Hatua 2021 | 2022

Hatua (Step): Capacity Building, Market Access and Reliable Income

Empowering rural women socially and economically makes a difference to their families, communities, and countries. Vikapu Bomba (VB) “Fantastic Baskets” creates economic opportunities for previously unemployed rural women in Southern Tanzania, through the design and production of high-quality and ethically sourced handwoven Iringa baskets. The women of VB are often their family’s primary source of income. Baskets are sold in reliable and sustainable premium markets both regionally and internationally including in the United States.

For generations, basket hand weaving has been practiced by women in the rural communities of Iringa and Njombe although it was abandoned by many due to poverty and a lack of opportunity and markets. With the founding and growth of VB over the last 10 years, however, approximately 150 women living in the rural communities of Iringa have joined basket handweaving groups, working full-time and earning fair and reliable income through basket handweaving. At the same time, additional women, working part-time for VB from remote villages in Iringa and Njombe, also hoped to join the VB team full-time. A series of constraints, however, made this difficult to do including a need for training to ensure high-quality basket weaving skills, and a lack of reliable transport to reach the villages in which these additional female artisans live, especially during the rainy season, when poor roads become impassible.

In 2020 before the uncertainty of Corona Catherine, Vikapu Bomba (Founder and MD) run into an advert for women entrepreneurship opportunities in Iringa run by the US Embassy in Tanzania in collaboration with the US Departments of State AWE (Academy for Women Entrepreneurs Program). Catherine was fortunate to be selected among the 26 extraordinary women in business from Iringa who were engaged in a thirteen-week intensive online business training, including training on pricing, marketing, company registration, networking, managing your dream, and so forth. Among all was the opportunity to apply for seed funding of $10,000 with USADF (Unites States African Development Foundation) at the end of the program and she was selected among the four finalists.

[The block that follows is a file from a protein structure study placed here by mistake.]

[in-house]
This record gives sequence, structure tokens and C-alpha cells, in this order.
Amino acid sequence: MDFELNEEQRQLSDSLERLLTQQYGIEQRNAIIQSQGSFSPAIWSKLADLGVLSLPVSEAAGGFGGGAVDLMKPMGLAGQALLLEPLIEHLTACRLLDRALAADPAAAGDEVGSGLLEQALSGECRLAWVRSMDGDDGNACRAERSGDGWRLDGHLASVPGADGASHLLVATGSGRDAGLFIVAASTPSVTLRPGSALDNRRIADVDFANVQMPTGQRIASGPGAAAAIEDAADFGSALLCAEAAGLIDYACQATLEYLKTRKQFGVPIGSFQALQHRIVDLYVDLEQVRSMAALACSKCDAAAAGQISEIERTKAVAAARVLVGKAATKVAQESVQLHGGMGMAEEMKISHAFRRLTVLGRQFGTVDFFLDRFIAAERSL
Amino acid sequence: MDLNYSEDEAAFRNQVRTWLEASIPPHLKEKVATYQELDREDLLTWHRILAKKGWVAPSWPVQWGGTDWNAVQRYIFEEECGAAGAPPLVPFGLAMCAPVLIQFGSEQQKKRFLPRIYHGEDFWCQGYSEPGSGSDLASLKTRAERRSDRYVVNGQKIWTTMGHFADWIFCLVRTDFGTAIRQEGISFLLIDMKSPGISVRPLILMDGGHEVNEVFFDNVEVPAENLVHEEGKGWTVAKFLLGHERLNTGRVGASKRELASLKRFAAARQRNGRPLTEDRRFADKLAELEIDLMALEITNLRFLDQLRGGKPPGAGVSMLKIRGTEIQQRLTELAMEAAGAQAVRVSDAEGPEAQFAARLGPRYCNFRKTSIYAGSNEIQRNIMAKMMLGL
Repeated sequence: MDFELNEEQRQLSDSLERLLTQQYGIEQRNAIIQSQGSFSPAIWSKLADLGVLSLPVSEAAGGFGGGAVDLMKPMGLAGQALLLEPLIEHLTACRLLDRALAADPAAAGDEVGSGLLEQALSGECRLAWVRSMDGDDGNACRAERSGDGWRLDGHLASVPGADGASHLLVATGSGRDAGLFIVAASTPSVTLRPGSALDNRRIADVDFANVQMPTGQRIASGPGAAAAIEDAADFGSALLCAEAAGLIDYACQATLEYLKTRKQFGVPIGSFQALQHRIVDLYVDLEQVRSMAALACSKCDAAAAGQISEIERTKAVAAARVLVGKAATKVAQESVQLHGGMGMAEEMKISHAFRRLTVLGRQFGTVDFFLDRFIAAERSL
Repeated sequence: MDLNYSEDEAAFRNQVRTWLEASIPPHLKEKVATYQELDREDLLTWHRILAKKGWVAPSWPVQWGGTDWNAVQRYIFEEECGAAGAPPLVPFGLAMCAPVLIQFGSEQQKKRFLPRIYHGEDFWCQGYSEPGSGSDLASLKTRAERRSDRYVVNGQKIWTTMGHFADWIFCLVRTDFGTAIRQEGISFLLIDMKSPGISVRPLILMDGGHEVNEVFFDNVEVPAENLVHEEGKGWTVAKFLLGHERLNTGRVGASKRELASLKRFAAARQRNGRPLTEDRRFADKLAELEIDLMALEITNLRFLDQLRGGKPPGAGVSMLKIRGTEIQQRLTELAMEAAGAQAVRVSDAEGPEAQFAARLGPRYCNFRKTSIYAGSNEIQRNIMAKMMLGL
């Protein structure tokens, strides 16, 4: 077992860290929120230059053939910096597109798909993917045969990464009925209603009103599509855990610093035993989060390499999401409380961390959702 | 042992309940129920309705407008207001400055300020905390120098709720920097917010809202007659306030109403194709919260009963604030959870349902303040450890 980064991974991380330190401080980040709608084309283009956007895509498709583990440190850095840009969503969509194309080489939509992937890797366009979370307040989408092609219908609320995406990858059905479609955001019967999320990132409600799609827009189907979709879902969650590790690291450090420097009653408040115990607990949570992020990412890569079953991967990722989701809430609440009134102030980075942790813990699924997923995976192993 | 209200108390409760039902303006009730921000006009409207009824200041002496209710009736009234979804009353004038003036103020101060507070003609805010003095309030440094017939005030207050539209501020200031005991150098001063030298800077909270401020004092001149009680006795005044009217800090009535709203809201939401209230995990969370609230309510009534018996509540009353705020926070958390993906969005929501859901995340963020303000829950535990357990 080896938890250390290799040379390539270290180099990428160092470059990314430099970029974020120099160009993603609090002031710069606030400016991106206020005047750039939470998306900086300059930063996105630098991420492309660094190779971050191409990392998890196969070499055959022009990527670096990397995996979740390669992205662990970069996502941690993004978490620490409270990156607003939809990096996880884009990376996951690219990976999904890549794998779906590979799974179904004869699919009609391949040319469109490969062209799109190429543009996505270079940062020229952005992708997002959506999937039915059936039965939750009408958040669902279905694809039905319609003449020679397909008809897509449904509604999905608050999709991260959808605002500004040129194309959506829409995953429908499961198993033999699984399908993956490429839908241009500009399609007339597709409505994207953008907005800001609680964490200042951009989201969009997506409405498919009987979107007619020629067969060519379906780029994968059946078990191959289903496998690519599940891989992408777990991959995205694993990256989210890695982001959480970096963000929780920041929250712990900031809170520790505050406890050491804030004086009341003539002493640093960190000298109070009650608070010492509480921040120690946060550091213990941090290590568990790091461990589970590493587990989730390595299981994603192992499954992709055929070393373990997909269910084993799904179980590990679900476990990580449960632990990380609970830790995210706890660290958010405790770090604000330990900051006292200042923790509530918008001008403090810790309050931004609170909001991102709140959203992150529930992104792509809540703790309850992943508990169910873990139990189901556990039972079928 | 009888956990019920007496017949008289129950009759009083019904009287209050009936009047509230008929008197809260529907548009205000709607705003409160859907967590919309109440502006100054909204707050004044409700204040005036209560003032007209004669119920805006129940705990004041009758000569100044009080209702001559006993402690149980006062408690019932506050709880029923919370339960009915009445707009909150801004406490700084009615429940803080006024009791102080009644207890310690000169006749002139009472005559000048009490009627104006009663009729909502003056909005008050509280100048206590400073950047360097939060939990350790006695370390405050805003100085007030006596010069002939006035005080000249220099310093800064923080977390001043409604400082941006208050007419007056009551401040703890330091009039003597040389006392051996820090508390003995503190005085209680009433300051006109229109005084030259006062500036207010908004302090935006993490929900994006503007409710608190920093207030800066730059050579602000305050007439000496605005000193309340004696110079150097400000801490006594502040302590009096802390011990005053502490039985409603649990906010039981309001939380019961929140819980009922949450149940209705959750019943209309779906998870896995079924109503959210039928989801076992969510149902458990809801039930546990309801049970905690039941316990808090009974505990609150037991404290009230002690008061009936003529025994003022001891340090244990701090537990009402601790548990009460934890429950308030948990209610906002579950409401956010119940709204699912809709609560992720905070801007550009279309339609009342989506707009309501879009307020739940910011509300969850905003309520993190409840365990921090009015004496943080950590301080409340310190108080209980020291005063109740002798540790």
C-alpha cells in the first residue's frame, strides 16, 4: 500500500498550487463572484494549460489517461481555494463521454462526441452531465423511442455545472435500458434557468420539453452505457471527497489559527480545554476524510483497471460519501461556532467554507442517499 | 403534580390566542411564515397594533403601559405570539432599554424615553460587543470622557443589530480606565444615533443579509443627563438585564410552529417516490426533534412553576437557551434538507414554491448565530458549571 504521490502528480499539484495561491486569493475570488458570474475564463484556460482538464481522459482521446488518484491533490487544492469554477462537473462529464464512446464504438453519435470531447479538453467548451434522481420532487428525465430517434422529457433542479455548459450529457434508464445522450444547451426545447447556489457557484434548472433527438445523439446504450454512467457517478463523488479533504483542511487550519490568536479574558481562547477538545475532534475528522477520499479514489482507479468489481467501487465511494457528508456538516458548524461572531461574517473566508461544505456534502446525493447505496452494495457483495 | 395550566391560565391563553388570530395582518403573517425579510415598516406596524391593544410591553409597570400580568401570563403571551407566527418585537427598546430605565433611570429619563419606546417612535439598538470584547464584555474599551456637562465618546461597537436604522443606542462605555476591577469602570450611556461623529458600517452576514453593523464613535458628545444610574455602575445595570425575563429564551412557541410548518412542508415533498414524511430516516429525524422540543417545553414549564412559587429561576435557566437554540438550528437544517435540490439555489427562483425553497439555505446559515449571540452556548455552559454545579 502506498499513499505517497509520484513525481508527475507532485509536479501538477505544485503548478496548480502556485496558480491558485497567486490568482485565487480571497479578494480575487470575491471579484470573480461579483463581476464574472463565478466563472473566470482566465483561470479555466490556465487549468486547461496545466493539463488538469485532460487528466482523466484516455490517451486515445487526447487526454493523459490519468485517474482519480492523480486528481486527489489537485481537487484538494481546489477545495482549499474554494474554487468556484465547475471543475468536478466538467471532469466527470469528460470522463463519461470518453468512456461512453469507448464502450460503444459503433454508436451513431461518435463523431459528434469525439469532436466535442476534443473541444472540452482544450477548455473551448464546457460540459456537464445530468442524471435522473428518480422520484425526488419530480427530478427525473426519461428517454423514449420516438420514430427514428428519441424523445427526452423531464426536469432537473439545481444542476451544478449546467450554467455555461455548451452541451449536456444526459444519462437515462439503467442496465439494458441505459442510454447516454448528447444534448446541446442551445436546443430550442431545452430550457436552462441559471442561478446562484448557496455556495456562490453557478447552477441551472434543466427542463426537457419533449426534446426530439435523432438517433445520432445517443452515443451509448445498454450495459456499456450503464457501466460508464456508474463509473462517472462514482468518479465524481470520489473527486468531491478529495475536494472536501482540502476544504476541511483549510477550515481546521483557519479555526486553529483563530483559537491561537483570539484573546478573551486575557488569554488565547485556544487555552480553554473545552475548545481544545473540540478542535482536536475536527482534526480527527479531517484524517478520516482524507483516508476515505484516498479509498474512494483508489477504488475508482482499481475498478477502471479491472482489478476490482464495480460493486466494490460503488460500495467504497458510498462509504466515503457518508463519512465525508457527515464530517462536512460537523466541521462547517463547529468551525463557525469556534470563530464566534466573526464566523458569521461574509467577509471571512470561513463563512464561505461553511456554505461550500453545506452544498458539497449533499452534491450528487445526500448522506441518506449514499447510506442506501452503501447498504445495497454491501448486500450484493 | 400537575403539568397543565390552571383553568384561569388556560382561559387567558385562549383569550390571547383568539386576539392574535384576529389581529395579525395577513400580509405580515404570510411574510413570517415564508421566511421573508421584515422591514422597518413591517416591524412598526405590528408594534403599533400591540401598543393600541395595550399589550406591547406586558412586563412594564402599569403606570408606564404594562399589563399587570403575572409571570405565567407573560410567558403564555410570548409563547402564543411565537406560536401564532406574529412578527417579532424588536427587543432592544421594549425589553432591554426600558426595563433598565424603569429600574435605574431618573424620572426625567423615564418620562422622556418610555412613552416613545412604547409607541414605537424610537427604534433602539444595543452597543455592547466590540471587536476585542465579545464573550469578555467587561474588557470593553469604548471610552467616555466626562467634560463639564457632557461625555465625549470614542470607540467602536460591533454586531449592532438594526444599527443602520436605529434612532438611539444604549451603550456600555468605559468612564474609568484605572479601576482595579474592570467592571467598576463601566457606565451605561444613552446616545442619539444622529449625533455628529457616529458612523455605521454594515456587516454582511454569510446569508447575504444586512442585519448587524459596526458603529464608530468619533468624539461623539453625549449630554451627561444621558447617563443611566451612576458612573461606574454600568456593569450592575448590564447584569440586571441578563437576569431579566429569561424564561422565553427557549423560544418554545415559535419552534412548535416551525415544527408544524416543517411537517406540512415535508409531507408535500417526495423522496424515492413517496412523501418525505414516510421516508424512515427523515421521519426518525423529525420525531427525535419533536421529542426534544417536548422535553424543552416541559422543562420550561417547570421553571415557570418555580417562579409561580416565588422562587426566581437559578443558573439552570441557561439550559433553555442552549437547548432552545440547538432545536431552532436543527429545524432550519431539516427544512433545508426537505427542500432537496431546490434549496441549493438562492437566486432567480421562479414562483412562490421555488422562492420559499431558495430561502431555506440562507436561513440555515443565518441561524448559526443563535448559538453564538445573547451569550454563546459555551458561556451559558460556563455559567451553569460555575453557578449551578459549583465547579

With $10,000 in funds from USADF, the HATUA Project which also means “STEP Project” was born. The project aimed to build the capacity of these additional 130 rural women who wished to work full-time for VB, through training that would demonstrate the kinds of high-end skills needed to produce baskets suitable for regional and international markets. The project also provided badly needed funds for renting reliable transport to access their villages.

HATUA Project tasked 10 Lead Artisans with designing and leading the skills training. In addition to the skills training, women were trained in cultural heritage preservation, entrepreneurship, innovation-products value addition, sales, marketing, and saving. After the training were completed, each lead artisan worked with 13 women on the production of baskets, helping them to apply the lessons learned in the training. Over a period of x months, the women were able to increase their output and maintain a full-time schedule.

HATUA Project Outcomes:

Impact on Individual Women

  • Created economic opportunities for fair, reliable, and sustainable income for over 130 rural women in Iringa and Njombe.
  • Increased income for rural women from $15-$105 to more than $30-180 per month.
  • Increased the number of artisans working full-time with VB from 150 to over 280 rural women artisans.
  • Generated awareness among rural women including young rural women in most of the villages in the Iringa Region and Njombe Region on the making of renowned Iringa hand-woven baskets as a sustainable strategy to move away from poverty and towards a safe and reliable annual income.

Impact on Product Quality:

  • 90% of the products produced by women trained through the HATUA project could be sold in high-end premium regional and international markets as compared to 40% before the project training.
  • Increased VB’s overall production from 500 baskets a month to over 1,600 a month.
  • Greatly improved the quality of baskets that were transported from more rural villages given that VB could use rented vehicles vs local buses for transport.
  • Funded by

    United States African Development Foundation

  • Implementing Partner

    ADC Tanzania

  • Grantee

    Vikapu Bomba

  • Special Thanks

    AWE Academy for Women Entrepeneurs

1 of 4